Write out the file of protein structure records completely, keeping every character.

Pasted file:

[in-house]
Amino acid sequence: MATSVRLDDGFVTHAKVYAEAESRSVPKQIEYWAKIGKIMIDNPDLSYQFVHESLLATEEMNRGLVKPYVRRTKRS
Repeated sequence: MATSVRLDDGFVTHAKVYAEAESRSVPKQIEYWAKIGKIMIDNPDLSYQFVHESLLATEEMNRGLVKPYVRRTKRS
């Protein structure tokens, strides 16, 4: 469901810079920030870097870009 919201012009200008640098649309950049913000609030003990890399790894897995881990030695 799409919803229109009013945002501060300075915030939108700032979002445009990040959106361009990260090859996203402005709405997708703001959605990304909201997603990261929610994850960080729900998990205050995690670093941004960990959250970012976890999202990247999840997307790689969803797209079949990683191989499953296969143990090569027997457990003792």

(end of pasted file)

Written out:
[in-house]
Amino acid sequence: MATSVRLDDGFVTHAKVYAEAESRSVPKQIEYWAKIGKIMIDNPDLSYQFVHESLLATEEMNRGLVKPYVRRTKRS
Repeated sequence: MATSVRLDDGFVTHAKVYAEAESRSVPKQIEYWAKIGKIMIDNPDLSYQFVHESLLATEEMNRGLVKPYVRRTKRS
């Protein structure tokens, strides 16, 4: 469901810079920030870097870009 919201012009200008640098649309950049913000609030003990890399790894897995881990030695 799409919803229109009013945002501060300075915030939108700032979002445009990040959106361009990260090859996203402005709405997708703001959605990304909201997603990261929610994850960080729900998990205050995690670093941004960990959250970012976890999202990247999840997307790689969803797209079949990683191989499953296969143990090569027997457990003792």